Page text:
History of North Korea
North Korea, or the Democratic People’s Republic of Korea, was founded in September of 1948 and has gone through several decades of change. This country is located in the northern part of the Korean peninsula, making it bordered by both Russia and China. During the Korean War of 1950-53, the boundaries were set when an armistice agreement was signed by the UN and North Korea. Since then, the two territories have remained separated. The DMZ, which stands for Demilitarized Zone, is still in place today and the only place where both North and South Korea can come together and communicate. This area has been heavily fortified over the years and is one of the most heavily monitored places in the world.
Geography of North Korea
The official name of North Korea is the Democratic People’s Republic of Korea, which lies in the northern region of the Korean peninsula. It covers an area of around 120,569 square kilometers and consists of several isolated mountain ranges along with undulating plains towards the eastern part of the country. The highest mountain peak in this country is the Mt. Chon with an altitude of over 2,744 meters. Both peripheral and inland water bodies can be seen in this landlocked country. The two major rivers found in North Korea are the Tumen and Yalu Rivers. The climate in this region is generally temperate in nature but this varies greatly due to the varied topography.
Politics of North Korea
North Korea is an authoritarian state, which means it is ruled by an absolute leader. The country is currently under the rule of the third-generation leader of the ruling family, Kim Jong Un, who acts as the supreme leader. The government in North Korea is divided into three branches: the Executive, Legislature and Judiciary. The President of North Korea is elected by the people and holds a great deal of power. He is the commander-in-chief of the armed forces and also has the authority to appoint the members of the cabinet. The Supreme People’s Assembly is the legislative body of North Korea and consists of the representatives from each region in the country. In addition, the Central Court of Law is the court of last resort in the judiciary of North Korea.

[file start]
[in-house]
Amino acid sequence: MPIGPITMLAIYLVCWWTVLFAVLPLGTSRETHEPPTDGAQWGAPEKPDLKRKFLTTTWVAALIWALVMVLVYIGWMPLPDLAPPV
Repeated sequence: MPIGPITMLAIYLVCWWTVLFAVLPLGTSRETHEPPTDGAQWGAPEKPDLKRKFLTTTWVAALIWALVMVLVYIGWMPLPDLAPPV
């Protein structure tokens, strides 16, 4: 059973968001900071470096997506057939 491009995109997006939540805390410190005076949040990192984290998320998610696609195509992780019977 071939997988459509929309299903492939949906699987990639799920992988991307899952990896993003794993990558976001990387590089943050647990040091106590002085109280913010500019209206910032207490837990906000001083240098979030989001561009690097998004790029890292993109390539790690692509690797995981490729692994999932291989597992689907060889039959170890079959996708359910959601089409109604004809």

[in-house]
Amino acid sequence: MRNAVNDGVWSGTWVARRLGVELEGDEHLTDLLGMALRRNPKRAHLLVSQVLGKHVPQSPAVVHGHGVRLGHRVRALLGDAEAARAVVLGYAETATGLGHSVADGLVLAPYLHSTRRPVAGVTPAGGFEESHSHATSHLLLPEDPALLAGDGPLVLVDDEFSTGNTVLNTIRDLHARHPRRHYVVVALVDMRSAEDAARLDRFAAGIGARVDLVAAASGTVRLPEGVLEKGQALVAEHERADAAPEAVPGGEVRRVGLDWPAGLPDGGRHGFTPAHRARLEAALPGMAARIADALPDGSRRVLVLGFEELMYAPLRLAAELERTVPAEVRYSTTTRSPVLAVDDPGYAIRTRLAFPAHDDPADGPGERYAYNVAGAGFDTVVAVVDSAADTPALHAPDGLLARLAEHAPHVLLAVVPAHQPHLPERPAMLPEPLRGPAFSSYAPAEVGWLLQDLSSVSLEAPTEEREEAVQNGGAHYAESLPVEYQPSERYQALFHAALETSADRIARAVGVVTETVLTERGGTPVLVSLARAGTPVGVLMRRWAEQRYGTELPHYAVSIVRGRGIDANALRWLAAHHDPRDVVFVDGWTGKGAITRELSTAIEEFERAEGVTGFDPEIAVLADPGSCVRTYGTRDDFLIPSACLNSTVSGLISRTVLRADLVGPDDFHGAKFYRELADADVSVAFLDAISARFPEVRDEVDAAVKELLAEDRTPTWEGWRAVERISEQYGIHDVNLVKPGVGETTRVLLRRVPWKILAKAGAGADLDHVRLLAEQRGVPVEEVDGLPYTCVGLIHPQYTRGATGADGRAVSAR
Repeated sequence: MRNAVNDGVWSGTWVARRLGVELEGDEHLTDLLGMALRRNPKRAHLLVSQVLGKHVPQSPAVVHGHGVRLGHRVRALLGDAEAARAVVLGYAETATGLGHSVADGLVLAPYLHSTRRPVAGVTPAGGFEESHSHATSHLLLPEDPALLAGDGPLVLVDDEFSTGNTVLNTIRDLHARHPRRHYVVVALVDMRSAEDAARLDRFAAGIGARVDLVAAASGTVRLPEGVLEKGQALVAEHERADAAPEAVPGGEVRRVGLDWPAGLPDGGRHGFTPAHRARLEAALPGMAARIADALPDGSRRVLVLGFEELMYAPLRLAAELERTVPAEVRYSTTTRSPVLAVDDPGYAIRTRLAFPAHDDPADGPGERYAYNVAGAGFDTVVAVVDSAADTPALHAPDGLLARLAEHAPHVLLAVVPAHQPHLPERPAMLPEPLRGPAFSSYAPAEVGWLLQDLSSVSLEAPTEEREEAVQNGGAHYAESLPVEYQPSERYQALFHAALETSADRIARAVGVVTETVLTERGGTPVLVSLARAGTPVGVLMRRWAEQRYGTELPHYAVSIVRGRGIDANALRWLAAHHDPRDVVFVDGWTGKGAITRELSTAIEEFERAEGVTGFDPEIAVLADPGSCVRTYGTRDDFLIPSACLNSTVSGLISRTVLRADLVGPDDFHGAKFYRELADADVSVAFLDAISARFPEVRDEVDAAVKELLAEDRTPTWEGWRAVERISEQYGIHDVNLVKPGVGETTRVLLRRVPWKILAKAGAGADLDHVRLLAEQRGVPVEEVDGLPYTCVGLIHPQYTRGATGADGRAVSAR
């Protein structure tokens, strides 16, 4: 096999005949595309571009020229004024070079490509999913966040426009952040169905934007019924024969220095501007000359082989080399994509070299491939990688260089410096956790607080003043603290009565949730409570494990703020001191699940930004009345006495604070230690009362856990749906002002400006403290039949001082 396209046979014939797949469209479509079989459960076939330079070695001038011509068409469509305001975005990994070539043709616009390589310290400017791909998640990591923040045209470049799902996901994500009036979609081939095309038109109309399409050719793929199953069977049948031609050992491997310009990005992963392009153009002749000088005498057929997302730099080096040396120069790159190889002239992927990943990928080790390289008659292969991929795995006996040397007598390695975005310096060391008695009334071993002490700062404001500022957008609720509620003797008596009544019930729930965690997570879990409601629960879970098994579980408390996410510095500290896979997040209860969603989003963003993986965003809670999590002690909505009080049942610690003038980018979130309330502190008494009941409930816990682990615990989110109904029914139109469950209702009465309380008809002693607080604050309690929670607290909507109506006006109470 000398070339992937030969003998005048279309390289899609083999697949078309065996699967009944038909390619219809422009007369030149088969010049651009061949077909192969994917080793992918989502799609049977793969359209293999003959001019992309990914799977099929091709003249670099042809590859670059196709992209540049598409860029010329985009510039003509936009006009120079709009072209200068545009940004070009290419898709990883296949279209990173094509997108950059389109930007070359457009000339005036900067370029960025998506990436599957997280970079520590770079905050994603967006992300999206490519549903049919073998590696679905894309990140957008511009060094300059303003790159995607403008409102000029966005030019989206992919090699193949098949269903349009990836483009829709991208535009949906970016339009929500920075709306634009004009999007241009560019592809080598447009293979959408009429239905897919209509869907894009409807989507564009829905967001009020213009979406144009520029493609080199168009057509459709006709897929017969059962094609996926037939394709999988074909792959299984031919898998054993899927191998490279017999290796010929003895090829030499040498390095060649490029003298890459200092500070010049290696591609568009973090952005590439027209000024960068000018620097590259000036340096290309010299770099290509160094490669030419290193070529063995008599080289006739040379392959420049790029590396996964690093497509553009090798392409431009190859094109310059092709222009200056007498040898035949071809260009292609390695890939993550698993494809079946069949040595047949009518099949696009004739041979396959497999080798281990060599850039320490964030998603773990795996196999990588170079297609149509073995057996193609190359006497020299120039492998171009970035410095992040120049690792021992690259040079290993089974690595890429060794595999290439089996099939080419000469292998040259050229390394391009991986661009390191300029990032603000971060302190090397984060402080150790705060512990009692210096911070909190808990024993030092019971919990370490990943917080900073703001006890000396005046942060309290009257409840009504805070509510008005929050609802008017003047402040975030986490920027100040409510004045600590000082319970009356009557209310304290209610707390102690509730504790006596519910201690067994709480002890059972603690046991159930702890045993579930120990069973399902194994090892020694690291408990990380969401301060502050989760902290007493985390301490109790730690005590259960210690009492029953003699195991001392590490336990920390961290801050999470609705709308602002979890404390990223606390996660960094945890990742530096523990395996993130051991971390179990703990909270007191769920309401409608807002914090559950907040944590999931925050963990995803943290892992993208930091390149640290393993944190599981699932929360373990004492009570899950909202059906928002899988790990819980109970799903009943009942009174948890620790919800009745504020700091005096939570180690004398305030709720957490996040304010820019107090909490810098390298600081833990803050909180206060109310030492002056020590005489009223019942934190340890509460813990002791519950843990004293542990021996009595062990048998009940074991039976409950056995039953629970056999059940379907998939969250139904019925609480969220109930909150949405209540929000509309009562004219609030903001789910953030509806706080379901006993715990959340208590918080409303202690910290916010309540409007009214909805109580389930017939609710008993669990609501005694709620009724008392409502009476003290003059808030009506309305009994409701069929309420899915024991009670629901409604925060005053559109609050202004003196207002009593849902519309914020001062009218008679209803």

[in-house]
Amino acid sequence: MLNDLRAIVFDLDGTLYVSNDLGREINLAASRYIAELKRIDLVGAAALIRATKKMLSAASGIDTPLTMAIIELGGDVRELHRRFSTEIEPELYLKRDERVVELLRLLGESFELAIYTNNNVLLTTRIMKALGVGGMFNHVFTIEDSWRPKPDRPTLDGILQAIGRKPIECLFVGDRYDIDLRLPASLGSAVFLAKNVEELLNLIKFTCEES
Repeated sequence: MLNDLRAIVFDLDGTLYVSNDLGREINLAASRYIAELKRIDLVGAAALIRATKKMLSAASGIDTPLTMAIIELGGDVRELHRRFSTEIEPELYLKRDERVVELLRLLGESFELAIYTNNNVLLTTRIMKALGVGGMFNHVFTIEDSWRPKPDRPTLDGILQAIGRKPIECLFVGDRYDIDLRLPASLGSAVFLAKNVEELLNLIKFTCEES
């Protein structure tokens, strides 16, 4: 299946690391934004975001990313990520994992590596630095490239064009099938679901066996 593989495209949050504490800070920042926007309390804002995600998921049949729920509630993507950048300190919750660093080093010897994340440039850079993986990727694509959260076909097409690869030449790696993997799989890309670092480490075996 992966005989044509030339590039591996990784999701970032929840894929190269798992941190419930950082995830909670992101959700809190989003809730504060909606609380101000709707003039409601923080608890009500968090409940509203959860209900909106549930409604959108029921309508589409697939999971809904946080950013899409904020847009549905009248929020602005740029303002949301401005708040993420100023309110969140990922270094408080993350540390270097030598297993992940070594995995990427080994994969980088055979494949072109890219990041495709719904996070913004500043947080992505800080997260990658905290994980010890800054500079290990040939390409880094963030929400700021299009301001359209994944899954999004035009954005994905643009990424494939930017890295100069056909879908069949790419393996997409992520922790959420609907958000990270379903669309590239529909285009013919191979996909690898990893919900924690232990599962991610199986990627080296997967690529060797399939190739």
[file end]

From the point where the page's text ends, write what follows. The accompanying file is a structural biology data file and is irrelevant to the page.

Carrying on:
Economy of North Korea
North Korea is a largely isolated nation and its economic performance has suffered due to this. The country is almost wholly dependent on China for foreign trade, as it is one of the few countries that still recognize and trade with North Korea. Over the last several years, North Korea has made attempts to open up its economy in the hope of improving its standard of living, though they continue to remain far behind their counterparts in South Korea.
A major part of North Korea’s economy comes from the agricultural sector, but the country has also made efforts to expand its heavy industries, such as the chemical, electricity and coal production industries. The country has also recently started to develop its military industry, which has proved to be one of the most lucrative industries in the country.
Population of North Korea
North Korea has a population of over 25 million, primarily made up of non-Han Chinese ethnicities such as the Kyrgyz, Korean, Manchurian and Mongolian. This population is fairly young with the median age at 32, thanks to the country’s high birth rate.
The economy in North Korea is unable to produce enough food for its population, resulting in widespread malnutrition and poverty. Resources in the country are also highly limited and the government relies heavily on foreign aid from other countries, with China being its most prominent donor.
Where Is North Korea On Map?
North Korea is located in the northern region of the Korean peninsula, sandwiched between Russia and China. The east coast of the country is bordered by the Sea of Japan, while the west coast faces the Korean Bay. South Korea lies to the south and east. Other major cities in North Korea include Pyongyang, its capital city, Hamhung in the northeast, Chongjin in the north, and Rason at the northern tip of the peninsula. Visitors can also find the Demilitarized Zone (DMZ) in North Korea, which separates the country into North and South Korea. On the map, North Korea appears slightly larger than the rest of the peninsula.